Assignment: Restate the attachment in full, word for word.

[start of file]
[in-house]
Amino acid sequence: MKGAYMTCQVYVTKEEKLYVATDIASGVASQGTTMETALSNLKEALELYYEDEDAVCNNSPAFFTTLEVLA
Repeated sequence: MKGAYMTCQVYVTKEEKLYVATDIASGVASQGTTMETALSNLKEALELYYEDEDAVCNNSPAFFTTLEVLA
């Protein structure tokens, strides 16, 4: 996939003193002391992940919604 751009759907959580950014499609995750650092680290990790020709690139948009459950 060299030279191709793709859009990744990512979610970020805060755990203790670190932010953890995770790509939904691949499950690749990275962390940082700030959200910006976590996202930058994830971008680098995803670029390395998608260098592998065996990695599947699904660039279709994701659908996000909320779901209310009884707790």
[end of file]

[in-house]
Amino acid sequence: MKGAYMTCQVYVTKEEKLYVATDIASGVASQGTTMETALSNLKEALELYYEDEDAVCNNSPAFFTTLEVLA
Repeated sequence: MKGAYMTCQVYVTKEEKLYVATDIASGVASQGTTMETALSNLKEALELYYEDEDAVCNNSPAFFTTLEVLA
């Protein structure tokens, strides 16, 4: 996939003193002391992940919604 751009759907959580950014499609995750650092680290990790020709690139948009459950 060299030279191709793709859009990744990512979610970020805060755990203790670190932010953890995770790509939904691949499950690749990275962390940082700030959200910006976590996202930058994830971008680098995803670029390395998608260098592998065996990695599947699904660039279709994701659908996000909320779901209310009884707790």